Boston Blog

NNB report: How female biomed research bosses make it to the top

balving_small.jpgA veteran clinical scientist and research administrator, Barbara Alving of the National Institutes of Health, came to Harvard last week to talk about how women and minorities can aim for top jobs like hers.

But, first she had to get a dig in. Alving reminded those gathered at the elegant Countway med school library that women are now well represented among medical schools graduates, but not among the deans.

“That may have been because of the innate intelligence of women…” she said without breaking stride. Her reference to the gaffe from a former Harvard president got a group chuckle.

You’re all familiar this data, she told them as an introduction to a PowerPoint of recent findings on women in science. Better, but still not good.

“Female career attrition starts at the post doc stage and is progressive,” she said, citing one of the studies.

In reality, most research management careers are likely “serial, diverse careers,” she said. Like hers. A clinician and retired Army colonel, she was the head of hematology research at Walter Reed in the late 1990s. After that, Alving ran the Heart Lung and Blood Institute at NIH for two years and The NIH Women’s Health Initiative from 2002-2006. Now, she serves as Director of the National Center for Research Resources, which helps develop technology and clinical research infrastructure.

Studies say that the world of research leadership is not welcoming to women. So, Alving offered “points to consider” for those interested in managing researchers, agencies or academic departments.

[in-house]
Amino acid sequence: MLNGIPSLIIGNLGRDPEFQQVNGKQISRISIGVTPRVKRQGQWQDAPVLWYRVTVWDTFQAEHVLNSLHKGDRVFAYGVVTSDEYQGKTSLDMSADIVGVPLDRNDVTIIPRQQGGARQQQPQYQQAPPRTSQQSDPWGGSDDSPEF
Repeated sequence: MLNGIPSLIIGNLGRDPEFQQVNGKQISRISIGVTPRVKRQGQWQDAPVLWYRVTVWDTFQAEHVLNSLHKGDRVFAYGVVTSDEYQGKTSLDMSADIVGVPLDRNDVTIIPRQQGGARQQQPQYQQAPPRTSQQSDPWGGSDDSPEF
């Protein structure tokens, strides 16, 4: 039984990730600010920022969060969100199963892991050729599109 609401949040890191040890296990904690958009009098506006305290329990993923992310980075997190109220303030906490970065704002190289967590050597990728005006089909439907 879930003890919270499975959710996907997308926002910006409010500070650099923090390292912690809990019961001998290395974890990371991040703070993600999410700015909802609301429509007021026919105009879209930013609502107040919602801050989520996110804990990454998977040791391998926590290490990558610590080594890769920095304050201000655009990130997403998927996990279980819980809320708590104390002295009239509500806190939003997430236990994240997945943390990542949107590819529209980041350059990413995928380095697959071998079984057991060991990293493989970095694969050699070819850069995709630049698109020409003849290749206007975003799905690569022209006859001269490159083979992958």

Some of her bullets covered familiar advice about mentors, vision and risk. But, women and minorities, especially those on the executive path, have to be resilient.

“Accept criticism,” she said “Although it is difficult, don’t take it personally”.

A sense of humor and perspective will help, as will a sense of personal integrity.

“I think you need to expect the unexpected and you need to recongize the constant need to recalculate,” she said. “Anticipate controversy and conflict. It comes with the territory.”

Spoken from one who knows. Alving delivered her message with a military efficiency that was both charming and encouraging. And, she did it while facing another of her own major career changes. The NIH plans to dismantle her program and transfer some duties into a new, game-changing drug development effort — the Center for Advancing Translational Sciences. (See related Nature News report.) But, when asked about the future of the NCRR, she declined to go there.

“Like I said, executive life gets dicey at times.” she said. “I’m going through my own turbulent period.”


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